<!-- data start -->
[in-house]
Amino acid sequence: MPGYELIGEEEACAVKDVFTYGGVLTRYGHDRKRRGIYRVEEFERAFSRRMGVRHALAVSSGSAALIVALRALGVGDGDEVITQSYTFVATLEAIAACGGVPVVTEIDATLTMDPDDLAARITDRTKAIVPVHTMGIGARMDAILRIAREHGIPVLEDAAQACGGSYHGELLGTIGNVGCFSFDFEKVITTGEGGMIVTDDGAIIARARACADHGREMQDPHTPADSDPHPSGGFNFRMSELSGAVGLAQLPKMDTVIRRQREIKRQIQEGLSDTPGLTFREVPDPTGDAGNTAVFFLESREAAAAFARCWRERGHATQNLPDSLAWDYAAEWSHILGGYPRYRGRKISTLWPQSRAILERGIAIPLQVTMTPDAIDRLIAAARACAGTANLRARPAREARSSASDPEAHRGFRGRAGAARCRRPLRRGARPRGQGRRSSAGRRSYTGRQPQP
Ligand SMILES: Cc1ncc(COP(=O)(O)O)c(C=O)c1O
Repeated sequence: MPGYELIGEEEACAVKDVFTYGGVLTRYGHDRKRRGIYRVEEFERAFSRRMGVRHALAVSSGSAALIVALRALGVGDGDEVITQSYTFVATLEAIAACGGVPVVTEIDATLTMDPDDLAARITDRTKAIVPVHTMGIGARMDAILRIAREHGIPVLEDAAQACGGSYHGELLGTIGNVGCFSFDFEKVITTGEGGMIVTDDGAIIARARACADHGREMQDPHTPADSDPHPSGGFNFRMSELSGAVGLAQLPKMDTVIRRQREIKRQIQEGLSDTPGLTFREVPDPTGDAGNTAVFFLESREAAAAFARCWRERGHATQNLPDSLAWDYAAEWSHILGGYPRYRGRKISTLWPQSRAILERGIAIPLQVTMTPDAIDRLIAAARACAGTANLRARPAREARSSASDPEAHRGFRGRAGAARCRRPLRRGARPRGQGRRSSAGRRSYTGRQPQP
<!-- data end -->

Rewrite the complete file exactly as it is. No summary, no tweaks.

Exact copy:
[in-house]
Amino acid sequence: MPGYELIGEEEACAVKDVFTYGGVLTRYGHDRKRRGIYRVEEFERAFSRRMGVRHALAVSSGSAALIVALRALGVGDGDEVITQSYTFVATLEAIAACGGVPVVTEIDATLTMDPDDLAARITDRTKAIVPVHTMGIGARMDAILRIAREHGIPVLEDAAQACGGSYHGELLGTIGNVGCFSFDFEKVITTGEGGMIVTDDGAIIARARACADHGREMQDPHTPADSDPHPSGGFNFRMSELSGAVGLAQLPKMDTVIRRQREIKRQIQEGLSDTPGLTFREVPDPTGDAGNTAVFFLESREAAAAFARCWRERGHATQNLPDSLAWDYAAEWSHILGGYPRYRGRKISTLWPQSRAILERGIAIPLQVTMTPDAIDRLIAAARACAGTANLRARPAREARSSASDPEAHRGFRGRAGAARCRRPLRRGARPRGQGRRSSAGRRSYTGRQPQP
Ligand SMILES: Cc1ncc(COP(=O)(O)O)c(C=O)c1O
Repeated sequence: MPGYELIGEEEACAVKDVFTYGGVLTRYGHDRKRRGIYRVEEFERAFSRRMGVRHALAVSSGSAALIVALRALGVGDGDEVITQSYTFVATLEAIAACGGVPVVTEIDATLTMDPDDLAARITDRTKAIVPVHTMGIGARMDAILRIAREHGIPVLEDAAQACGGSYHGELLGTIGNVGCFSFDFEKVITTGEGGMIVTDDGAIIARARACADHGREMQDPHTPADSDPHPSGGFNFRMSELSGAVGLAQLPKMDTVIRRQREIKRQIQEGLSDTPGLTFREVPDPTGDAGNTAVFFLESREAAAAFARCWRERGHATQNLPDSLAWDYAAEWSHILGGYPRYRGRKISTLWPQSRAILERGIAIPLQVTMTPDAIDRLIAAARACAGTANLRARPAREARSSASDPEAHRGFRGRAGAARCRRPLRRGARPRGQGRRSSAGRRSYTGRQPQP